January 1, 2010

Good Ideas/Bad Ideas




A couple of years ago I was off doing the “magazine guy’s job” of riding on assignment with a group of snowmobilers. It was your typical ride where I was trying to get enough photos and information to write a story while several members of the group were busy showing off their skills in hopes of being recognized as the next greatest snowmobiler ever.

 

Usually, this is where certain individuals will go out of their way to show how great their snowmobiles are by trying to do things that nobody in his right mind would do. (And normally I sit back and fake taking their photos while I watch these guys do the most stupid things ever.)

 

Anyway, this one rider tries to show me how his 2000 Mtn. Max is the baddest thing on the mountain—much better than any of the new snowmobiles—and promptly sticks it in the bottom of a creek bed.

 

Now, although I’m not a big fan of riding with unfamiliar groups, I do enjoy seeing a variety of riding techniques. I also find that it is on these types of rides I also witness firsthand some interesting and unique products for snowmobiling. Some of these products I’ve seen at snow shows or in magazine ads, some are just crude homemade items that tend to adapt to certain riding styles and some are just hard to describe.

 

It always amazes me to see the ingenuity of snowmobilers.

 

But then there are times when I witness the lack of ingenuity. You know, when someone sees a good product but is too cheap to actually buy it so he goes about making his own version of that product.

 

Anyway, my new best buddy had his old iron wedged in a hole and was looking for some help. My first inclination was to act as though I didn’t see him and leave him for dead. But I’ve already gone through the hate mail from readers for doing something similar with riders. So against my better judgment, I pulled up to the edge of the creek and offered my assistance.

 

“I think it will only take a tug on the skis,” my entrenched friend uttered as he unpacked what looked to be about 50 pounds worth of junk from the back of his sled. (I didn’t know you could actually carry that much stuff on a back of a snowmobile.) Finally, he came up with what looked like a twisted mess of bungee cords with a big hook on the end and tossed it up to me.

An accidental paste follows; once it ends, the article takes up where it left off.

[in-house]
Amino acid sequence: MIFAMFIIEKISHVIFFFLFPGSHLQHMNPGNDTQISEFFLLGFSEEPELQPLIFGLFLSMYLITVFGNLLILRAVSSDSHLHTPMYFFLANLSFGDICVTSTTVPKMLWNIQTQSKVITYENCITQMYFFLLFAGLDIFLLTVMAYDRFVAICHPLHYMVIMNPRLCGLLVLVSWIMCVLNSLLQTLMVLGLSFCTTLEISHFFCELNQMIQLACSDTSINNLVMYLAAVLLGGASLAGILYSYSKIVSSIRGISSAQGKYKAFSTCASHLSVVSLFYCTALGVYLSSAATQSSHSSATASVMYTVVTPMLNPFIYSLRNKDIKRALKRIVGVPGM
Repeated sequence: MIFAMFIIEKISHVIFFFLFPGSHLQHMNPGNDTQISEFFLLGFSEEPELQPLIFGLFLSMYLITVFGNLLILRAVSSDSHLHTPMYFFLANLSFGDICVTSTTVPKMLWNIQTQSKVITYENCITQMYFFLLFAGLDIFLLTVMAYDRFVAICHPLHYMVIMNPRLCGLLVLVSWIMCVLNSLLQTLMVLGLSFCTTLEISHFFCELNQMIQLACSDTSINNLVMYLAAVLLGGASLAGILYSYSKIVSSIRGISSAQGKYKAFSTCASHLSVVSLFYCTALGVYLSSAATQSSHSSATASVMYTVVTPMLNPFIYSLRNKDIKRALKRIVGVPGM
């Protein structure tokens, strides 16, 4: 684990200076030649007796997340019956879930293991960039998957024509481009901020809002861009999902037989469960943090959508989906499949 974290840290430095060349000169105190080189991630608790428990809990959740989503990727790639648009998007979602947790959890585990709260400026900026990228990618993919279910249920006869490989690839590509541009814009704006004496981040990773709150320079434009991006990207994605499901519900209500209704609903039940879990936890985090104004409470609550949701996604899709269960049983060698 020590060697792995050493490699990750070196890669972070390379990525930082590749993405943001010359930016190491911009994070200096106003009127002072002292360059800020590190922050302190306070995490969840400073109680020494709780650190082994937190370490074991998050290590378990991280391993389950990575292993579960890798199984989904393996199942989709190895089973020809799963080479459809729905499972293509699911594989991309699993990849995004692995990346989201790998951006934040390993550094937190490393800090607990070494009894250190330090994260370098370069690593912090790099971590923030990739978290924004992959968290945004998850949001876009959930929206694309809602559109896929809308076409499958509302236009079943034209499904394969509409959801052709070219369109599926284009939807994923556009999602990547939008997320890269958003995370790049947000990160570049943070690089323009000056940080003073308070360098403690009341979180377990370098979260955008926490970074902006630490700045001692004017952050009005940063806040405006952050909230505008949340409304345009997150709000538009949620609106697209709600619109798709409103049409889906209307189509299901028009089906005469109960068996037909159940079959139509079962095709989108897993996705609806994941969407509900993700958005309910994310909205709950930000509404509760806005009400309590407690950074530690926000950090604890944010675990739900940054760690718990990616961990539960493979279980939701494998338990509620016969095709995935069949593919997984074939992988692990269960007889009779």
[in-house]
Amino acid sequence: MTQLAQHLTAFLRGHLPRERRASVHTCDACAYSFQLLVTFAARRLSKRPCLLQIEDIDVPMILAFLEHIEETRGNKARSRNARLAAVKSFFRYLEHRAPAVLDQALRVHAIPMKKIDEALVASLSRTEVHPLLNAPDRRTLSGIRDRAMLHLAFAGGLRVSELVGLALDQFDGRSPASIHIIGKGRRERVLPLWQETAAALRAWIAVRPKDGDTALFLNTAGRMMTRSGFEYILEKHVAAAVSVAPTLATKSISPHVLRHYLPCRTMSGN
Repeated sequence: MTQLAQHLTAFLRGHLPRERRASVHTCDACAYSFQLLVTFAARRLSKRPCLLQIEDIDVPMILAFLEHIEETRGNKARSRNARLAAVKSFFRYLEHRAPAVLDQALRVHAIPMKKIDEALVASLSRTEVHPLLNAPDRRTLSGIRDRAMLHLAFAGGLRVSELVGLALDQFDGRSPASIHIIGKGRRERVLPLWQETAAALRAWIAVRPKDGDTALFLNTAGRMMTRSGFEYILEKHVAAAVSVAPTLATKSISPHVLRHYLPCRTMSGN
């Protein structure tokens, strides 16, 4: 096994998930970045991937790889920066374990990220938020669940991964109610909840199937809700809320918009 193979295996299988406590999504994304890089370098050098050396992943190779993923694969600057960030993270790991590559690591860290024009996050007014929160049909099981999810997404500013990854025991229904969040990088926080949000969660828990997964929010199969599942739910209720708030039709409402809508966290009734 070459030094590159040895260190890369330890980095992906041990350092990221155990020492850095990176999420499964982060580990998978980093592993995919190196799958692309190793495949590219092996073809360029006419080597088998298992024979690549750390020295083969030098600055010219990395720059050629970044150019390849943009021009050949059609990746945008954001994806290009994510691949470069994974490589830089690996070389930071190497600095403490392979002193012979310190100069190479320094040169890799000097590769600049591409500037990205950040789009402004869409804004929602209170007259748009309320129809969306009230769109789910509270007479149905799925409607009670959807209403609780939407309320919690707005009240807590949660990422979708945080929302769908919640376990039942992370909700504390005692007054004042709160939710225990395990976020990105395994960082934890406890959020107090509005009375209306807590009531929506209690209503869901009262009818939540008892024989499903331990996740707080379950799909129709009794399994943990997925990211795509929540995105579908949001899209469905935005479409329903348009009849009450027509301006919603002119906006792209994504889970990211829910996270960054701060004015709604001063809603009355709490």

“What’s this?” I asked.

 

“It’s my snobunje,” he said.

 

“No, this ain’t no Snobunje,” I respond.

 

“It’s my homemade one,” he explained.

 

Perhaps it was that my curiosity had been peaked … or perhaps I was just stalling, hoping that one of the other riders in the group would show up and help. But I just had to know more about this contraption.

 

“You actually made this yourself?” I asked.

 

Now, sensing that his moment of greatness was going to come from his intuitiveness rather than his riding abilities, the guy leaned back on his sled, removed his helmet and began to tell me the story behind his genius.

 

“I saw one of those Snobunjes at a snowmobile show a year ago … but the guy wanted $70 for the thing. There’s no way I was going to pay that kind of money for something I could make myself,” he related. “So I just went to the hardware store and started getting the parts I need to make my own.”

 

He said that first he bought three extra long bungees and zip-tied them together and threw them in his sled. But the first time he tried to use it, the ends bent and slipped off the skis and broke his friend’s hand. So the next time he bought another three bungees but cut off the ends and zip-tied them to a tie-down strap. This time he tested them in his garage by trying to pull his sled across the pavement with the other end attached to the bumper of his truck.

 

Again, the bungees failed, this time busting out his headlight.

 

What he had now was a third generation snobunje with a combination of tie-downs and elastic straps in a fail-proof design. And it only cost him about $35 (not counting the first two attempts, a headlight and the doctor bill).

 

“Just connect the hook to my left ski and start walking until you pull the slack out of the straps. Then you can stretch out the straps until you pull your arms out of their sockets and I’ll give my sled a little gas. It’ll pop right out.”

 

I looked at his device and then I looked at his sled. There was no way I was going to get involved with either.

 

You know, my first instinct to leave the guy for dead was probably the best one. And sometimes that’s worth getting a few extra letters of hate mail.








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